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The VolunTourist™ is a premium Newsletter for the Travel Trade. For those interested in discovering what is happening in the world of VolunTourism™ and seeking emerging practices, general information, and case studies, this is your Source.

Volume 9 Issue 1 Highlights

 
Environmental conservation research

FEATURE ARTICLE 1

Can We Make ALL Voluntourism More Like Citizen Science?

Fast Company recently posted a short entry on an article that appeared in the journal Methods in Ecology and Evolution. Researchers discovered that citizen scientists (volunteers) were, in essence, able to comparatively gather data on a level equal to that of professionals. Notably, a volunteer research protocol was created that, although it was distinct from that of professionals, enabled the volunteers to conduct similar work to that of professionals and contribute relevant, meaningful data that, according to the study, equaled, and in some cases, surpassed the efforts of professionals. Can we imply from this study, then, that the success of volunteers is not so much a direct function of their capacity to render certain types of service as much as it is aligned to the design and development of the managed structure in which they execute their service directives? And, can voluntourism, therefore, become more legitimate by following in the footsteps of citizen science?

Introduction to Citizen Science

In the article – “Citizen Science: Can Volunteers Do Real Research?” (BioScience)  – Cohn (2008) provides an excellent overview of the history of citizen science, tracing back to the beginning of the 20th Century and the efforts of citizen scientists in support of the Audubon Society, as well as the following description of citizen scientists [p.193]:

Voluntourism programs, those that fall outside of the parameters of citizen science, would do well to look very closely at the strengths and weaknesses of citizen science projects. Such insights will enhance the experience delivery for all stakeholders. The primary concern of citizen science, for example, appears to focus on the validity of volunteer-generated data. On this point, as with most other voluntourism programs, the volunteer contribution is significant. The point of differentiation, however, is that citizen science is rarely questioned for its overall legitimacy. It is proposed, therefore, that voluntourism take some cues from citizen science and redesign itself to address this line of questioning, to maximize its relevance and value and minimize its perceived spuriousness.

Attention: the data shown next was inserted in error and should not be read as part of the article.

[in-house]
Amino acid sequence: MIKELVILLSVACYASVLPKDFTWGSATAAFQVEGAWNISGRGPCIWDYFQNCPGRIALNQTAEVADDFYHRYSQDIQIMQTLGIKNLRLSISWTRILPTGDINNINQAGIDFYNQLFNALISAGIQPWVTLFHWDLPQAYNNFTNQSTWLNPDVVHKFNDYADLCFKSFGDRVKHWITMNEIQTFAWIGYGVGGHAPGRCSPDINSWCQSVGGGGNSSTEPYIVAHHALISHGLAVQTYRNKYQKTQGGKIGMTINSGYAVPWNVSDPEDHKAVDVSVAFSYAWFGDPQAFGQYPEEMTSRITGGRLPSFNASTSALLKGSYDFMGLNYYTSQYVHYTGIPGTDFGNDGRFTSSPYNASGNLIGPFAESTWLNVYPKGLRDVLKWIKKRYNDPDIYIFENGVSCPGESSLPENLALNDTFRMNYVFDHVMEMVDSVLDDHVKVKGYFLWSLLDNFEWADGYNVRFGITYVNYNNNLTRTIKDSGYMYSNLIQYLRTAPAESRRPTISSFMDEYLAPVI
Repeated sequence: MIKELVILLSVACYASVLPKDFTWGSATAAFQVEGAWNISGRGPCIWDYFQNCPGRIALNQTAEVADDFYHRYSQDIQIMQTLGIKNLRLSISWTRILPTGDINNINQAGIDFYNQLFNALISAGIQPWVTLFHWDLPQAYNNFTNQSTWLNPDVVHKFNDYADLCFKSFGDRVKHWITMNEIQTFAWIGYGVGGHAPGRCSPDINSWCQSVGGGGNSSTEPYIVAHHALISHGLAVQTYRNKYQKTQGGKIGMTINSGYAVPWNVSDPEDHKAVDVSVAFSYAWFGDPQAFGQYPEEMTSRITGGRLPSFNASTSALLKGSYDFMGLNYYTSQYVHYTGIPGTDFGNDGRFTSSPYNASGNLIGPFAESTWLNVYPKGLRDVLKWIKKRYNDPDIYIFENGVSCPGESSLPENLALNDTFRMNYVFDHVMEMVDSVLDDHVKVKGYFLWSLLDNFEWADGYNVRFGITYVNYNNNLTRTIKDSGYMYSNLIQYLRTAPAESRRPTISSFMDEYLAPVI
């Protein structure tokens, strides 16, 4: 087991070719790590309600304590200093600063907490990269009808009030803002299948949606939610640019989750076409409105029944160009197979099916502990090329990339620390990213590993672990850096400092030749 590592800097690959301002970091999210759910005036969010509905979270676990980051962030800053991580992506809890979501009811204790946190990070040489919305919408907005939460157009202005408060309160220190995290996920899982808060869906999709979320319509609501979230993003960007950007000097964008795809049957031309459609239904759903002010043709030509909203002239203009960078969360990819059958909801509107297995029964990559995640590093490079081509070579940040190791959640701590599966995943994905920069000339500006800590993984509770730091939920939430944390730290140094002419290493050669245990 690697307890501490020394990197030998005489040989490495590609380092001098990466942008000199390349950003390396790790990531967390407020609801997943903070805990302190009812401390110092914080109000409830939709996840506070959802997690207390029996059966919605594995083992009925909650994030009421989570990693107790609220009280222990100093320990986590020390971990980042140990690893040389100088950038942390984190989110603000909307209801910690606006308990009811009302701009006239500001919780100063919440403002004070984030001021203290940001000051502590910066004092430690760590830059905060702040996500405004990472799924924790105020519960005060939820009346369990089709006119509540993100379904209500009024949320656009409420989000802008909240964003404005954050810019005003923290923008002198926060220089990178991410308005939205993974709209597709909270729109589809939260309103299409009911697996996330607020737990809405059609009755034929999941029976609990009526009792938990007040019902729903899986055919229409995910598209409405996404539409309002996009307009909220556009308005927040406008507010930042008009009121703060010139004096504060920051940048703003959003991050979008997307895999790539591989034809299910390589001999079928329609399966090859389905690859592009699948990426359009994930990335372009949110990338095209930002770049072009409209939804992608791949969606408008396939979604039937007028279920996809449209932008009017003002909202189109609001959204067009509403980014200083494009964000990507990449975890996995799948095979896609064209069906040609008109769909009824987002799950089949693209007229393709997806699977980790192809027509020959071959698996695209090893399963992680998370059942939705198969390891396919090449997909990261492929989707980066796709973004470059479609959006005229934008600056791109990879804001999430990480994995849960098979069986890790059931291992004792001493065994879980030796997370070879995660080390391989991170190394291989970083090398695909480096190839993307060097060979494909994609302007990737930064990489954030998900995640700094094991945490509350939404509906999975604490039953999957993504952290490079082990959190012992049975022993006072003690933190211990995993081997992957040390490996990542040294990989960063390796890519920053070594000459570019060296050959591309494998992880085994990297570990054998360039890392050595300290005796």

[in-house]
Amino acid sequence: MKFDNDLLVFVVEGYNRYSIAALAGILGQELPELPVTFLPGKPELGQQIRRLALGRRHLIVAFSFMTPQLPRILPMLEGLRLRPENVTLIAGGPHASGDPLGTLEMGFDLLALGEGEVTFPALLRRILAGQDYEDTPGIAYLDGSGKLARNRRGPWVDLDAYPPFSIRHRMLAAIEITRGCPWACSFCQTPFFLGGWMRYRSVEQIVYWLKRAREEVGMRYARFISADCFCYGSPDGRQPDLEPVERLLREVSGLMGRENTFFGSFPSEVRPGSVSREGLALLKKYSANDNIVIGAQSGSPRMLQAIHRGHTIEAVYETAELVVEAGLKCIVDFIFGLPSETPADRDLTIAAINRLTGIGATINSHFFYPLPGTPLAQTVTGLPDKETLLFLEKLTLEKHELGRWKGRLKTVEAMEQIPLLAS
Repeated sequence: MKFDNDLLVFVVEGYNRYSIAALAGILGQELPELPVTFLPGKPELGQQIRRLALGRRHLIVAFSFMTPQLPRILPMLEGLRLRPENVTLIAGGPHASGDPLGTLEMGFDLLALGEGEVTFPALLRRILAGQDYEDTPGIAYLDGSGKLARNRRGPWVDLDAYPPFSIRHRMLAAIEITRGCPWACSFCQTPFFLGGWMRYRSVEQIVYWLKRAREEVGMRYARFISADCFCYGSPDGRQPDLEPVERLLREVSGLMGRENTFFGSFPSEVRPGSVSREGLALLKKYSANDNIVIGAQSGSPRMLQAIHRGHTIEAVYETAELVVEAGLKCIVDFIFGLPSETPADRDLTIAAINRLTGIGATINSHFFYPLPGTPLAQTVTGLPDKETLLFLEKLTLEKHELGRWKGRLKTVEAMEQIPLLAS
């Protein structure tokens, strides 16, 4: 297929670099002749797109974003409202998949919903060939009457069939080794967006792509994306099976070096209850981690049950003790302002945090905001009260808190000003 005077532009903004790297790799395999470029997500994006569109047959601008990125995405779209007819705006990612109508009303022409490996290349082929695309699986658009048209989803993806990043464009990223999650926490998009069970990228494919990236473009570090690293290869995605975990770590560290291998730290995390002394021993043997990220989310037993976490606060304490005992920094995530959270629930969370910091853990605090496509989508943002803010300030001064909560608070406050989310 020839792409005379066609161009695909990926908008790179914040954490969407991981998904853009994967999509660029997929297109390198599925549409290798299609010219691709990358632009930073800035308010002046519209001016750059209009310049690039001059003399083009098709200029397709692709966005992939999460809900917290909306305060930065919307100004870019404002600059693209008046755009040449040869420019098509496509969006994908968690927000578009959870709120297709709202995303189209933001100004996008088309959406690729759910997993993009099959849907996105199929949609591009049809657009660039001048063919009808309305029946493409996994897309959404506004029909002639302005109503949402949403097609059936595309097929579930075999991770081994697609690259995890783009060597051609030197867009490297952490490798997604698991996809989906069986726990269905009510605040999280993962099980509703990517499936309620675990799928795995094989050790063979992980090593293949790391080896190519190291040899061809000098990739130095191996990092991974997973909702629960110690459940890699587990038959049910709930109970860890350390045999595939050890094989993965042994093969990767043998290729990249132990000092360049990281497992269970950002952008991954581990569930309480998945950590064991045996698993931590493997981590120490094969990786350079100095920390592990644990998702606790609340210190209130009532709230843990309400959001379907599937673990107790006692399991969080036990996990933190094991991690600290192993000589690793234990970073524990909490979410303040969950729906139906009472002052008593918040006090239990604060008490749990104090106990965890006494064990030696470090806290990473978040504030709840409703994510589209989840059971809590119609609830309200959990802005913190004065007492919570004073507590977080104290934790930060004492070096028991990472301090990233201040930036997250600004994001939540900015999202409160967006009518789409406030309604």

The quote from Rick Bonney (above) says a great deal about the nature of the relationship between citizen scientists and their “handlers” – the scientists designing and running the research study. Citizen science opportunities, therefore, are authentically crafted by professionals, those who are in the business of running research studies, knowing what they are trying to gather data on, and have the capacity to develop data collection instruments that allow even “amateurs” to participate in the data collection process. Thus, citizen scientists are set up for success from the beginning, as they are teamed with a professional who knows exactly what to do.

For example, authors Lovell, Hamer, Slotow, and Herbert (2009) presented findings in their article - “An assessment of the use of volunteers for terrestrial invertebrate biodiversity studies” - that speak to the relative similarities between data collected by volunteers and that of professional researchers. In the abstract for the article, they write [p. 3295]:

Citizen science is rooted in scientific investigation. It requires a certain amount of rigor. Tasks are clearly defined. Training of citizen scientists and feedback from researchers to citizen scientists are essential elements. A citizen science project is designed and developed with at least one objective in mind: publishing the results. A portion of the fees from participating citizen scientists are earmarked specifically to finance the research. There is no question of the legitimacy of the project, as, at minimum, a lead researcher is involved in the design, development, and implementation of the project.

Cons and Pros of Citizen Science

Earthwatch data collection

Citizen science also has its detractors and those who question just how accurate and “real” the research is that is being conducted. Darwall and Dulvy (1996) speak generally to the unreliability of the data collected by citizen scientists in reference to: 1) insufficient training, and 2) the lack of consistency due to a large number of observers. Such arguments are certainly valid. Mumby, Harborne, Raines, and Ridley (1995) identified several items that impacted volunteers’ accuracy when identifying coral. Volunteer divers experienced physical, physiological, and psychological challenges in relation to visual acuity, nitrogen narcosis, and open water diving. Further, Mumby, et al. (1995) discovered that improvements in the accuracy of data collection were stymied by the fact that staff did not deliver positive feedback to participants, affording them an opportunity to identify their weaknesses and make necessary corrections. Such staff-intensive feedback would not, it is assumed, be necessary in the case of trained professionals collecting the data. Nor would safety concerns, risk mitigation, and creature comfort be at the levels they are for citizen scientists when compared to professionals who would be, presumably, more accustomed to rustic conditions and the dangers of field research.